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Regional Variability of Climate Change Hot-spots in East Asia


doi: 10.1007/s00376-009-9034-2

  • The regional climate change index (RCCI) is employed to investigate hot-spots under 21st century global warming over East Asia. The RCCI is calculated on a 1-degree resolution grid from the ensemble of CMIP3 simulations for the B1, A1B, and A2 IPCC emission scenarios. The RCCI over East Asia exhibits marked sub-regional variability. Five sub-regional hot-spots are identified over the area of investigation: three in the northern regions (Northeast China, Mongolia, and Northwest China), one in eastern China, and one over the Tibetan Plateau. Contributions from different factors to the RCCI are discussed for the sub-regions. Analysis of the temporal evolution of the hot-spots throughout the 21st century shows different speeds of response time to global warming for the different sub-regions. Hot-spots firstly emerge in Northwest China and Mongolia. The Northeast China hot-spot becomes evident by the mid of the 21st century and it is the most prominent by the end of the century. While hot-spots are generally evident in all the 5 sub-regions for the A1B and A2 scenarios, only the Tibetan Plateau and Northwest China hot-spots emerge in the B1 scenario, which has the lowest greenhouse gas (GHG) concentrations. Our analysis indicates that sub-regional hot-spots show a rather complex spatial and temporal dependency on the GHG concentration and on the different factors contributing to the RCCI.
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Manuscript History

Manuscript received: 10 July 2009
Manuscript revised: 10 July 2009
通讯作者: 陈斌, bchen63@163.com
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    沈阳化工大学材料科学与工程学院 沈阳 110142

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Regional Variability of Climate Change Hot-spots in East Asia

  • 1. National Climate Center, China Meteorological Administration, Beijing 100081,National Climate Center, China Meteorological Administration, Beijing 100081; The Abdus Salam International Centre for Theoretical Physics, Trieste, Italy,The Abdus Salam International Centre for Theoretical Physics, Trieste, Italy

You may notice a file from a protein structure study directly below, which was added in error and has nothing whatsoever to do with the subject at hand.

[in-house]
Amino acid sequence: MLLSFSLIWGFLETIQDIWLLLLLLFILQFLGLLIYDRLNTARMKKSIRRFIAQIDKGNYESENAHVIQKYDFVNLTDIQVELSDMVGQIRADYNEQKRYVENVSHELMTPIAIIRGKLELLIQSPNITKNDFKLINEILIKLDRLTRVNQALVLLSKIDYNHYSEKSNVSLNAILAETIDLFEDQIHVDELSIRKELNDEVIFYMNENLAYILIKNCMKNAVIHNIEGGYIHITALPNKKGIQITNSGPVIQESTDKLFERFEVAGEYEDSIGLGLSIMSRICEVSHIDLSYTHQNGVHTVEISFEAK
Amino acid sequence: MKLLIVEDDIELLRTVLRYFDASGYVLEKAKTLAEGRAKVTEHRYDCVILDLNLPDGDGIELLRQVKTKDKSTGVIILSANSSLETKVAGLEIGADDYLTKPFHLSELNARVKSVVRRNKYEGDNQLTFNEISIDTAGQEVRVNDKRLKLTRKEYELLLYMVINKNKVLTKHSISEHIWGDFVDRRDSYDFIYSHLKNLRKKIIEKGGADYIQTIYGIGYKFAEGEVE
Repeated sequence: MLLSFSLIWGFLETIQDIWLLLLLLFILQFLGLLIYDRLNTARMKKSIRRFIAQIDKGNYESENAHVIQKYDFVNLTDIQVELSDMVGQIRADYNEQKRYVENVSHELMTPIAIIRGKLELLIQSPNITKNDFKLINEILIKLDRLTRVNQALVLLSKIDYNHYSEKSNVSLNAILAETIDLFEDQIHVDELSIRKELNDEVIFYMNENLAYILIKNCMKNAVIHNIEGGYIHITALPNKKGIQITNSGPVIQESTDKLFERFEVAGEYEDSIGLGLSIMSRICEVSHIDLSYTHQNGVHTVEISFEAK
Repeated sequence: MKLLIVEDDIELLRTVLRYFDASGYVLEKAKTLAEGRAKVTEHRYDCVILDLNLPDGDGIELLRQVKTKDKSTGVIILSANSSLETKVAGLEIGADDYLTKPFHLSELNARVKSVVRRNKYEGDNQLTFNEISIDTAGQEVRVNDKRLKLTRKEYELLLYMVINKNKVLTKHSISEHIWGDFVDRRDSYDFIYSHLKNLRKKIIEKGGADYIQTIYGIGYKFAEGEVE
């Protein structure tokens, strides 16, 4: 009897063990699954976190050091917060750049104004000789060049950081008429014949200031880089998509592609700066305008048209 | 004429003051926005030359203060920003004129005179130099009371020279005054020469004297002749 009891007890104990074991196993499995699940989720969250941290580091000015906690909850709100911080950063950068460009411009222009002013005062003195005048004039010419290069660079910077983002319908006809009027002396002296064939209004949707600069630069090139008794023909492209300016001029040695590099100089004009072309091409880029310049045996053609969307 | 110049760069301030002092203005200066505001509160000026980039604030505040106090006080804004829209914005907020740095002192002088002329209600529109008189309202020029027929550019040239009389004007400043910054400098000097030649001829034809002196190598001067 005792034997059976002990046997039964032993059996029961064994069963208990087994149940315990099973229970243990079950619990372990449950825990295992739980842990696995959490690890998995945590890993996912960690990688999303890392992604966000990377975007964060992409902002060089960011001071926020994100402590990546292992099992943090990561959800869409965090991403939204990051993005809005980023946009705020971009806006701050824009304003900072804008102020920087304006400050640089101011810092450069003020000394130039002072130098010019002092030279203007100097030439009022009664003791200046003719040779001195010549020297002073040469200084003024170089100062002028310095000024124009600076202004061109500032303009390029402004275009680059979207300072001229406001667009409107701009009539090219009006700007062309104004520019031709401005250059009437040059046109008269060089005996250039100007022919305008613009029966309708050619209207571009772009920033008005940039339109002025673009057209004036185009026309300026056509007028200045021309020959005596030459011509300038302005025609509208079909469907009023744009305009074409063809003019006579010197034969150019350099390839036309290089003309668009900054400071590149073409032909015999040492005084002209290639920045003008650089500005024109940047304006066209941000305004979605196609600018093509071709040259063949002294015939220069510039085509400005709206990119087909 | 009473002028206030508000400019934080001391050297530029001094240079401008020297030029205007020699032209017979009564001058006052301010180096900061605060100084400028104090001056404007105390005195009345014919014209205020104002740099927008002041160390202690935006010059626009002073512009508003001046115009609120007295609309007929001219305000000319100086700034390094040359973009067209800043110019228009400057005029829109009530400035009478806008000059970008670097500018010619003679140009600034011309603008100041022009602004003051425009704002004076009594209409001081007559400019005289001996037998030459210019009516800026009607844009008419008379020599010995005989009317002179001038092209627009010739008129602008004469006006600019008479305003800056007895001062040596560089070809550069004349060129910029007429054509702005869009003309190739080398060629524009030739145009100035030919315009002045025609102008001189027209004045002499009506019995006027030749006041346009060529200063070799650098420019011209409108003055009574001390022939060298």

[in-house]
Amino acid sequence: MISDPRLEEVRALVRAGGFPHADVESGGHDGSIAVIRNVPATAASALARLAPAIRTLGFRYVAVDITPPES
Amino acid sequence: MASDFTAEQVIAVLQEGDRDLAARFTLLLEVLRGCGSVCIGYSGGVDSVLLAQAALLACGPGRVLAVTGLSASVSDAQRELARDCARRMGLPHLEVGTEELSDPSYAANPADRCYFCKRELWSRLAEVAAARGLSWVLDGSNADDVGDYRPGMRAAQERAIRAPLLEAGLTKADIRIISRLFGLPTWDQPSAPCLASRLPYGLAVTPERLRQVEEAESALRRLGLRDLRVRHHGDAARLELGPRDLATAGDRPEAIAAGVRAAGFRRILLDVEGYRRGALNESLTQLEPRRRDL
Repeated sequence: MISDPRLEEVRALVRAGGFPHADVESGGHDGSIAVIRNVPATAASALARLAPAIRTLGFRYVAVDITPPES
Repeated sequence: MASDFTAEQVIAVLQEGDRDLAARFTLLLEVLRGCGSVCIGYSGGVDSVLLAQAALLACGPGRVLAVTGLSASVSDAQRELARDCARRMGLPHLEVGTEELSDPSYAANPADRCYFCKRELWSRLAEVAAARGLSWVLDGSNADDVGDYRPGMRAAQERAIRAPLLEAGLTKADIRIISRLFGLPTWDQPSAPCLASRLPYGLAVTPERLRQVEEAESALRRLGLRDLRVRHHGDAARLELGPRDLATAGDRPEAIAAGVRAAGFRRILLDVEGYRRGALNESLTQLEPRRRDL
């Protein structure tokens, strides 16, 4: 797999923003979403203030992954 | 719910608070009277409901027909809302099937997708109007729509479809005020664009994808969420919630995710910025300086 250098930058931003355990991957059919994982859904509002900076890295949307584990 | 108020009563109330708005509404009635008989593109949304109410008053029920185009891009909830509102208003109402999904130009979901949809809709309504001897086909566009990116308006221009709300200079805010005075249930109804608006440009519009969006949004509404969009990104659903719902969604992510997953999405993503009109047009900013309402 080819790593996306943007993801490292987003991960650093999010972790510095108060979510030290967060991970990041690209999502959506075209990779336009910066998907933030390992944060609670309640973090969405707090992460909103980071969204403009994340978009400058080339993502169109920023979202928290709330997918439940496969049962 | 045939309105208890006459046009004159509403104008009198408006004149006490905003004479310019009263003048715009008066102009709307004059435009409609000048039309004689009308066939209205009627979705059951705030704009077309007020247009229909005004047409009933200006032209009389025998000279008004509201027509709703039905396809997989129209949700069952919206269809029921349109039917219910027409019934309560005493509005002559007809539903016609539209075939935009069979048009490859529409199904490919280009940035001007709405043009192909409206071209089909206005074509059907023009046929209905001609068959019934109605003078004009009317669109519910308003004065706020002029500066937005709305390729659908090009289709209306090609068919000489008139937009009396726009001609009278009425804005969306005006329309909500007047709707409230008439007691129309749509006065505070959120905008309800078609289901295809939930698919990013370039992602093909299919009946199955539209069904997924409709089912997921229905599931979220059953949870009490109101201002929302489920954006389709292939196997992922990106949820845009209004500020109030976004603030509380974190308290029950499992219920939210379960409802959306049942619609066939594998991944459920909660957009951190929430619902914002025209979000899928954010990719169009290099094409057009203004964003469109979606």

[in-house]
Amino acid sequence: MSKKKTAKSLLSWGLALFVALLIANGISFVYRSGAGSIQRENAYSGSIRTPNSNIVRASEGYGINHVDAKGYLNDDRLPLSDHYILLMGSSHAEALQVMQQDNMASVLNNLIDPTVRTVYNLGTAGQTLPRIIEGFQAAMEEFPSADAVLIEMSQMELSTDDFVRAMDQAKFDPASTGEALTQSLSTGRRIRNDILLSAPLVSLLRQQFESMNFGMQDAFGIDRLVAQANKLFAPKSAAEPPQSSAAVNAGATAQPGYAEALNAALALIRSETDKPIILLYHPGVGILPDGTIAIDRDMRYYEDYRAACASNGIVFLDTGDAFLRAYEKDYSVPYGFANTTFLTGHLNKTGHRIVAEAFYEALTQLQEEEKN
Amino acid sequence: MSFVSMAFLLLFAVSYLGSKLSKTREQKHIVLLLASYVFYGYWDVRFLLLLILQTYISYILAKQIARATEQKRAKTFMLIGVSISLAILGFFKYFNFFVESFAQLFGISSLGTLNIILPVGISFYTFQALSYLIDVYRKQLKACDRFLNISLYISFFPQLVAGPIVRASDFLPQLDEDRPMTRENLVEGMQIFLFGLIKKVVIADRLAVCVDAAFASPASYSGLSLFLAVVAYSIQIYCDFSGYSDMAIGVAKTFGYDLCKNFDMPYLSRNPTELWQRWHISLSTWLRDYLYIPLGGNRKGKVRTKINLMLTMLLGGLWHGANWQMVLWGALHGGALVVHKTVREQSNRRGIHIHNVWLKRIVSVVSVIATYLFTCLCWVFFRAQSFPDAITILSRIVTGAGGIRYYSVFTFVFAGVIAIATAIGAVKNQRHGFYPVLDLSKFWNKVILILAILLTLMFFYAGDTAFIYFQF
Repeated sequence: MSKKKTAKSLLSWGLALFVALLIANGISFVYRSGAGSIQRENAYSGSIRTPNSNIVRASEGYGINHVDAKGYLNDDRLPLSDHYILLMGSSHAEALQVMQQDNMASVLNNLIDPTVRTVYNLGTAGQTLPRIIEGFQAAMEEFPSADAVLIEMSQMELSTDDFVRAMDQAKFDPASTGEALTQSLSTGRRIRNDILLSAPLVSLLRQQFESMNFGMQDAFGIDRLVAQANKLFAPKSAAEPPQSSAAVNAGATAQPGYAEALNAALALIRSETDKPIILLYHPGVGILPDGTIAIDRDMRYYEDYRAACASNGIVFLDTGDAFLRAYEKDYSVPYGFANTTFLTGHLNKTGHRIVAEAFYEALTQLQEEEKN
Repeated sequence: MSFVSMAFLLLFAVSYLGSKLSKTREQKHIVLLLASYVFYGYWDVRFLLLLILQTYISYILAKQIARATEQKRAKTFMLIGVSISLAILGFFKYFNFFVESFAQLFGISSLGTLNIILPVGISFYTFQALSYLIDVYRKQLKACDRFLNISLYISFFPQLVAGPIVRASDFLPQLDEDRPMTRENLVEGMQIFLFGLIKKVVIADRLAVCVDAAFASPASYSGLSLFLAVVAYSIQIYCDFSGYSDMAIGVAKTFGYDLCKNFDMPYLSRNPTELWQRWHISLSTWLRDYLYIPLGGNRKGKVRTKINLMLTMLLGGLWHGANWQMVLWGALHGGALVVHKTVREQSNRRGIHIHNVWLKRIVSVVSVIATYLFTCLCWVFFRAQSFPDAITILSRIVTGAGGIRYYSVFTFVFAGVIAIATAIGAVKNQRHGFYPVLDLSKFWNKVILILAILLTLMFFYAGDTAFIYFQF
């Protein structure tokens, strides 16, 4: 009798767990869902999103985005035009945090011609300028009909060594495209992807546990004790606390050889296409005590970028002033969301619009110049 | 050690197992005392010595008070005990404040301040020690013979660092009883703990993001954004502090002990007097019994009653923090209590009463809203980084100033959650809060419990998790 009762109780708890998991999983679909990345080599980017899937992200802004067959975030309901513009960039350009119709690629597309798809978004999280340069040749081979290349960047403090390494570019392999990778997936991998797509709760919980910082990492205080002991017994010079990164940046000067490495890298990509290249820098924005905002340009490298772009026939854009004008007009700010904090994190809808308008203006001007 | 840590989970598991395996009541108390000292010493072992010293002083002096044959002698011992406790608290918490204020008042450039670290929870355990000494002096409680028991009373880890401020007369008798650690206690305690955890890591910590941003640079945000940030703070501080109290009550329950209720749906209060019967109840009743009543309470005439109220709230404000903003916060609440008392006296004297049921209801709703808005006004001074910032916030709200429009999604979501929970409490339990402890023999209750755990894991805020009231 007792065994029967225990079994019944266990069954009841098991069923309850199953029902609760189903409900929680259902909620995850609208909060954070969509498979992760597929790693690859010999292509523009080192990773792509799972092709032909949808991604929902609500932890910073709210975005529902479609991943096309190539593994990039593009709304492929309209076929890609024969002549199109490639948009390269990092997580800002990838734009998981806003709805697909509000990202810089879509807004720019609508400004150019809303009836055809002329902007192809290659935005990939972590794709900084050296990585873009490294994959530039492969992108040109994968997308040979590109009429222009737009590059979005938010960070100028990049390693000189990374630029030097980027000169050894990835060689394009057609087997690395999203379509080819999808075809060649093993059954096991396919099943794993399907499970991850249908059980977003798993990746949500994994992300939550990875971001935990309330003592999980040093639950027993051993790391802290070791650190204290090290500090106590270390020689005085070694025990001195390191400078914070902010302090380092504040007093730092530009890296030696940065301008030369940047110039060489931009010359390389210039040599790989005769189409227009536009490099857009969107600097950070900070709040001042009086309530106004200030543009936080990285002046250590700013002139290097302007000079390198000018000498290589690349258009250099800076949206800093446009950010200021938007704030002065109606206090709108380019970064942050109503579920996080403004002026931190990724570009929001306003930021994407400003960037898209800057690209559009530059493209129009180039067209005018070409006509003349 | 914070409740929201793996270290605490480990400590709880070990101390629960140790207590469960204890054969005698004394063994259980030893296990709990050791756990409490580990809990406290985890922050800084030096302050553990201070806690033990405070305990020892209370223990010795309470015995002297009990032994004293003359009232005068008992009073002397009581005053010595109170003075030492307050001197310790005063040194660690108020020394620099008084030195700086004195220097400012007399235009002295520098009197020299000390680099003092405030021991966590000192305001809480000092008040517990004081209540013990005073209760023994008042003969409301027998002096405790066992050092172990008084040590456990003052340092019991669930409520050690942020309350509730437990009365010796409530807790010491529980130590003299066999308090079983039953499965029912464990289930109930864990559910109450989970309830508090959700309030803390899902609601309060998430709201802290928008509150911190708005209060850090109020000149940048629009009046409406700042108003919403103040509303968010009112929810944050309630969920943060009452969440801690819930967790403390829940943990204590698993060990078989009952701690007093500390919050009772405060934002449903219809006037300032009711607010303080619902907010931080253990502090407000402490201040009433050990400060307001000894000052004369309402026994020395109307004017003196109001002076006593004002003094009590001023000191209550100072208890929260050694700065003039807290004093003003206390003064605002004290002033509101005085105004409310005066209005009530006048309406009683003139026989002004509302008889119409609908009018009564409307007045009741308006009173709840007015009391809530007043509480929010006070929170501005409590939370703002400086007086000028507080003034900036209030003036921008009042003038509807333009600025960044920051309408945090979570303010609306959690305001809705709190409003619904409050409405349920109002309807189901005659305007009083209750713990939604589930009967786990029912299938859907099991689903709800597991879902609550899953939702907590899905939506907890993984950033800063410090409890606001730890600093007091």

Abstract: The regional climate change index (RCCI) is employed to investigate hot-spots under 21st century global warming over East Asia. The RCCI is calculated on a 1-degree resolution grid from the ensemble of CMIP3 simulations for the B1, A1B, and A2 IPCC emission scenarios. The RCCI over East Asia exhibits marked sub-regional variability. Five sub-regional hot-spots are identified over the area of investigation: three in the northern regions (Northeast China, Mongolia, and Northwest China), one in eastern China, and one over the Tibetan Plateau. Contributions from different factors to the RCCI are discussed for the sub-regions. Analysis of the temporal evolution of the hot-spots throughout the 21st century shows different speeds of response time to global warming for the different sub-regions. Hot-spots firstly emerge in Northwest China and Mongolia. The Northeast China hot-spot becomes evident by the mid of the 21st century and it is the most prominent by the end of the century. While hot-spots are generally evident in all the 5 sub-regions for the A1B and A2 scenarios, only the Tibetan Plateau and Northwest China hot-spots emerge in the B1 scenario, which has the lowest greenhouse gas (GHG) concentrations. Our analysis indicates that sub-regional hot-spots show a rather complex spatial and temporal dependency on the GHG concentration and on the different factors contributing to the RCCI.

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